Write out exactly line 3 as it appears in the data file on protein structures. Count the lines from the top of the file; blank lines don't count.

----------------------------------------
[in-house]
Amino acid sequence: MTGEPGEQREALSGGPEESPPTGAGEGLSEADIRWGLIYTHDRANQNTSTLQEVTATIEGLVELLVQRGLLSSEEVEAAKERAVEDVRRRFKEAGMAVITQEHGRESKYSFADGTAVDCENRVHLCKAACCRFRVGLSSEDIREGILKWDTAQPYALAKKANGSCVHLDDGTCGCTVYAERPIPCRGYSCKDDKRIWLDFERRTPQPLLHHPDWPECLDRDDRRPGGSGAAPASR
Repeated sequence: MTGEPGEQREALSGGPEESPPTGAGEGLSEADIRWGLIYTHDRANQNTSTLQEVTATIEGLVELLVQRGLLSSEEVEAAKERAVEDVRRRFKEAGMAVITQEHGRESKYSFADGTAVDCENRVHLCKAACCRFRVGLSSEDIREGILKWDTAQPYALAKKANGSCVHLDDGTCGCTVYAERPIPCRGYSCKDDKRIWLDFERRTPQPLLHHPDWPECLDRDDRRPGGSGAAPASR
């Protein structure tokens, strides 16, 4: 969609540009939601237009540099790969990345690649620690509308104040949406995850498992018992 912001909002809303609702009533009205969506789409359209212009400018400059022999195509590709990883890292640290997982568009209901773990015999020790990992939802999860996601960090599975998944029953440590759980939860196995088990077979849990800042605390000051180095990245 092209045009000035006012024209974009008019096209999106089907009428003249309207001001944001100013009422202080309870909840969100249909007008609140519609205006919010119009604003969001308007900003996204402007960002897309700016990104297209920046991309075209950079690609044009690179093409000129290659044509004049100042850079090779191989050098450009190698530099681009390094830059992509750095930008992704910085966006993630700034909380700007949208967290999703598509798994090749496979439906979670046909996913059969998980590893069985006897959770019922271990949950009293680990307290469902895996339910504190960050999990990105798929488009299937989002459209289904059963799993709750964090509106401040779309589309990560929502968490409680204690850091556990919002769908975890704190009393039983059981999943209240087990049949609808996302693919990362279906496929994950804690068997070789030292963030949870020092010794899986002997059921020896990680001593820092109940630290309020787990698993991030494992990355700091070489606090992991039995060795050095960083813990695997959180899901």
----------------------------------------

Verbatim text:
Repeated sequence: MTGEPGEQREALSGGPEESPPTGAGEGLSEADIRWGLIYTHDRANQNTSTLQEVTATIEGLVELLVQRGLLSSEEVEAAKERAVEDVRRRFKEAGMAVITQEHGRESKYSFADGTAVDCENRVHLCKAACCRFRVGLSSEDIREGILKWDTAQPYALAKKANGSCVHLDDGTCGCTVYAERPIPCRGYSCKDDKRIWLDFERRTPQPLLHHPDWPECLDRDDRRPGGSGAAPASR